Boy is away at school in England. The high priest is trying to force a young girl to marry an evil pearl trader posing as the god Balu. She escapes, is recaptured and is finally rescued by ... See full summary »
Zandra, white princess of a lost civilization, comes to Tarzan for help when Nazis invade the jungle with plans to conquer her people and take their wealth. Tarzan, the isolationist, ... See full summary »
Ivory poachers, headed by Lyra the She-Devil, Vargo and Fidel, capture a native tribe to carry their loot. Tarzan intervenes and is captured. Jane is also captured and believed killed, so ... See full summary »
A group of archaeologists asks Tarzan to help them find an ancient city in a hidden valley of women. He refuses, but Boy is tricked into doing the job. The queen of the women asks Tarzan to... See full summary »
An aviatrix emerges from the jungle looking as young as she was when her plane went down many years before. Unscrupulous hunters discover that this is due to a secret fountain of youth. ... See full summary »
Tarzan's cousin comes to Africa in hopes that Tarzan will help him secure a fortune in diamonds essential to England's military security. The cousin is immediately killed off by his guide ... See full summary »
A letter from Jane, who is nursing British troops, asks Tarzan's help in obtaining a malaria serum extractable from jungle plants. Tarzan and Boy set out across the desert looking for the ... See full summary »
Highlights in this one include a fist-fight between Johnny Weissmuller and Buster Crabbe (I won't give away the winner, but check the cast order); a cat-fight between Virginia Grey and ... See full summary »
William H. Pine
Boy is away at school in England. The high priest is trying to force a young girl to marry an evil pearl trader posing as the god Balu. She escapes, is recaptured and is finally rescued by Tarzan and Jane who reunite her with her chosen fiance. Written by
Ed Stephan <firstname.lastname@example.org>
The last appearance of 'Johnny Wiessmueller' as Tarzan. See more »
Tarzan wears shoes in this movie, and the shoes have the ability to appear and disappear between shots. When he goes after Mara and her kidnappers, he has on what appear to be sandals. During the times he is in the cave, the shoes appear and disappear. Later on, when Tarzan is attacked by an octopus, he has no shoes on, and after he kills it, the shoes are back on his feet. See more »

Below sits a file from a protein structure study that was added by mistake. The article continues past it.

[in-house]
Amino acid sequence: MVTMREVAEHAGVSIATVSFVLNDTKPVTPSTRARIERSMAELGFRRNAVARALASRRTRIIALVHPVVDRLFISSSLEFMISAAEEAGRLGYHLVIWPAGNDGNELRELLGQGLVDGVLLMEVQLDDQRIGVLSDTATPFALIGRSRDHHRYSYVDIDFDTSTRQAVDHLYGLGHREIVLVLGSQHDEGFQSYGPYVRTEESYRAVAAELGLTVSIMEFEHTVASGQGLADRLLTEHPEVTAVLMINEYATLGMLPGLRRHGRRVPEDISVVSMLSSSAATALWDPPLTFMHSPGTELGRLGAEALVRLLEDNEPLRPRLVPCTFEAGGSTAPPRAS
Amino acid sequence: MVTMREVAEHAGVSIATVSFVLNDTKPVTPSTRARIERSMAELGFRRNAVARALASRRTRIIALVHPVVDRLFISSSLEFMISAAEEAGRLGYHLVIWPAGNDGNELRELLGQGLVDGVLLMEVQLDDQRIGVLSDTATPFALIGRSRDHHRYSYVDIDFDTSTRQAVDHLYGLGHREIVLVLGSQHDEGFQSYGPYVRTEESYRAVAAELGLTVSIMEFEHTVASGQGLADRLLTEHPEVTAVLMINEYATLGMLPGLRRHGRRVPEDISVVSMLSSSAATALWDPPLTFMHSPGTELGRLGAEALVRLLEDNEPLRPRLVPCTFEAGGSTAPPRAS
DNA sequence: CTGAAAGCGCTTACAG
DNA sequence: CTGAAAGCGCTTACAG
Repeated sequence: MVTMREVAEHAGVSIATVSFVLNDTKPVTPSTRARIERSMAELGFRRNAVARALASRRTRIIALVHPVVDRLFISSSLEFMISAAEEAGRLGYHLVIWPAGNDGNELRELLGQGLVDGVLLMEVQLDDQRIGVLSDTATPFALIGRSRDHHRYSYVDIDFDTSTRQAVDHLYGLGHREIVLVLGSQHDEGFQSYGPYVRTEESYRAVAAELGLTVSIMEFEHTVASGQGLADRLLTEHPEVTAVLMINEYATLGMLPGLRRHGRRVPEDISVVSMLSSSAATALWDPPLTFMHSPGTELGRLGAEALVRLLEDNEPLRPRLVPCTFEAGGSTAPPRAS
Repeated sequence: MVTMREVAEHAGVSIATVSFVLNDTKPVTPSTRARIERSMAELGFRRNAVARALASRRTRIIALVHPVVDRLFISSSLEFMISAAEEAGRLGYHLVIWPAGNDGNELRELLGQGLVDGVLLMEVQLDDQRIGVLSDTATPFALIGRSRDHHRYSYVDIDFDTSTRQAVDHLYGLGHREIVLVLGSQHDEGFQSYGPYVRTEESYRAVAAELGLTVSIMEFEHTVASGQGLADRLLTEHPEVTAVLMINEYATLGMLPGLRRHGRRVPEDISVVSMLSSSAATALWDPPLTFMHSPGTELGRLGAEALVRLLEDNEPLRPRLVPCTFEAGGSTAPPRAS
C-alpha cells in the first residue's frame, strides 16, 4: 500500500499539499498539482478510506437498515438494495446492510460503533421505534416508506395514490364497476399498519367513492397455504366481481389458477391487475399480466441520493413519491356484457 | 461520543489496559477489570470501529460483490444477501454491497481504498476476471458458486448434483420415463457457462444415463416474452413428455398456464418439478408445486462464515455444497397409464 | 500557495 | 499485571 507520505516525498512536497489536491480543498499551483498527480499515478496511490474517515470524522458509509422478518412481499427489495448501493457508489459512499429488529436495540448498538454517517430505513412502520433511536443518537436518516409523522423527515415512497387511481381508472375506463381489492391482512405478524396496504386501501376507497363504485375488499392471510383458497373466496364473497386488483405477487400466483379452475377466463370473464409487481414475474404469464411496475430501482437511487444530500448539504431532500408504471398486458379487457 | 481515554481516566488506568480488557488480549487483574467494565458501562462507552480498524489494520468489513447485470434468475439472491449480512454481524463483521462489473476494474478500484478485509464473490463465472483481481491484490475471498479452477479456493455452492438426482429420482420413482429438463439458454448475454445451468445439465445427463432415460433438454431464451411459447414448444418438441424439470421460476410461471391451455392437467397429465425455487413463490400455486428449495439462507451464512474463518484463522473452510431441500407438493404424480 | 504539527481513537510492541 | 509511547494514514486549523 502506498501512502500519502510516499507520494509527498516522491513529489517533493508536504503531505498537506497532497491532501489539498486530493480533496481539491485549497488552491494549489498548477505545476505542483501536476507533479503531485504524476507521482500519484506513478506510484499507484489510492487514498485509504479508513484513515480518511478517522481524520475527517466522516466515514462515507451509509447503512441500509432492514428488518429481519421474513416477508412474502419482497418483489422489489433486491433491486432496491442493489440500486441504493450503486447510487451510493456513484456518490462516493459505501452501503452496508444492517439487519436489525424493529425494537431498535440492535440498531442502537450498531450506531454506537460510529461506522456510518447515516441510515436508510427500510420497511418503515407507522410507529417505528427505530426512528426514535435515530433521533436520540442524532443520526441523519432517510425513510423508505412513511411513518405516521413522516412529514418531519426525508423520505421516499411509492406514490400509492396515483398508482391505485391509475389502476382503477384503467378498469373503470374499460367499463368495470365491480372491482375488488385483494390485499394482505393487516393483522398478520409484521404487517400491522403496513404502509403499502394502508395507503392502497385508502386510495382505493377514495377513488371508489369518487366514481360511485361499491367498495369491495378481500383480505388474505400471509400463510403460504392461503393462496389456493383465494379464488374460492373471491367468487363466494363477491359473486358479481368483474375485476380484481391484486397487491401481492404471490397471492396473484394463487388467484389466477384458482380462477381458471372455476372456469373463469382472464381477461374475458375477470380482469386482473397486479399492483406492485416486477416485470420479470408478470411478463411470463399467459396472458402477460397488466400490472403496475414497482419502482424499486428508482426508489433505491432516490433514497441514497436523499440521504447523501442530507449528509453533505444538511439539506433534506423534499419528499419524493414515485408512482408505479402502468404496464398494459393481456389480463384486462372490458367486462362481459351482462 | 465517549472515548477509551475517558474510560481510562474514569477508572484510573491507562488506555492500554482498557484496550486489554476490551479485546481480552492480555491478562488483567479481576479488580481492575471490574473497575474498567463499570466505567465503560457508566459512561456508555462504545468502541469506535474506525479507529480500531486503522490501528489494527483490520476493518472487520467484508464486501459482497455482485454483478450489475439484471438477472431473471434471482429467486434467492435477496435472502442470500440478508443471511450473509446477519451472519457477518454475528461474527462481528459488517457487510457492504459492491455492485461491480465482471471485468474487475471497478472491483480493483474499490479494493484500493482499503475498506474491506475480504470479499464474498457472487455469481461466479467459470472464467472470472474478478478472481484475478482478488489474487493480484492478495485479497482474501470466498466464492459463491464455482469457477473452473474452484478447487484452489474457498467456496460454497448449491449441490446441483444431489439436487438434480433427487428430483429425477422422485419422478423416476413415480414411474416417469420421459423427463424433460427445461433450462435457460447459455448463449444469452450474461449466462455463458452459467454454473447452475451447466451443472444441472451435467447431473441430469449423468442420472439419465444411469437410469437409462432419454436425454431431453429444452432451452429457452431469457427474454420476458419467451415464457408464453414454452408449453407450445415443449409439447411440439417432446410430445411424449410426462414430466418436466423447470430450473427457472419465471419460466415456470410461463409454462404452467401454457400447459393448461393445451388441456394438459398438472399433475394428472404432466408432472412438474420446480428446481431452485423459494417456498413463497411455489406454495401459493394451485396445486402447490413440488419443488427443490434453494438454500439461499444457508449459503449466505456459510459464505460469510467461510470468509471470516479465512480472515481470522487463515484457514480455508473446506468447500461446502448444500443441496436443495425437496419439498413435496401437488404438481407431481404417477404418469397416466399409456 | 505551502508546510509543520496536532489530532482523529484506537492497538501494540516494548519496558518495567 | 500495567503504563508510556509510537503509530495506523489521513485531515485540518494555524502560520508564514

TARZAN AND THE MERMAIDS (RKO Radio, 1948), directed by Robert Florey, stars Johnny Weissmuller in what became his 12th and final performance as the Lord of the Jungle, and sixth under Sol Lesser's production for RKO. While this long running adventure series could have ended here, the Edgar Rice Burroughs character, having been on the screen since the silent movie days beginning with Elmo Lincoln in 1918, would go on vine swinging across the theater screen for another two decades with numerous and younger actors assuming the part, with Weissmuller, on record as being the one most associated with the role, not because he was the best (or was he?), but appearing in more "Tarzan" adventures and longer than any other actor.
As for the story starting with a narration followed by ten minute character introductions, Mara (Linda Christian), a beautiful maiden from the forbidden island, is forced by the High Priest (George Zucco) to become an unwilling bride of a feared island "God" Varga (Fernando Wagner), a villainous pearl trader, although she actually loves the exiled Tiko (Gustavo Bojo). Mara escapes Aquantinia and swims to the location of Tarzan (Johnny Weissmiller) and Jane (Brenda Joyce) who agree to assist her. After Mara is found, she is abducted and taken back to her island. Tarzan and Jane follow, are held prisoners. Following their escape, Tarzan intends to unmask the false god and expose the white men after their priceless pearls before Mara's wedding is to take place. Also featured in the cast are Edward Ashley (Balu)and Andrea Palmer (Luana).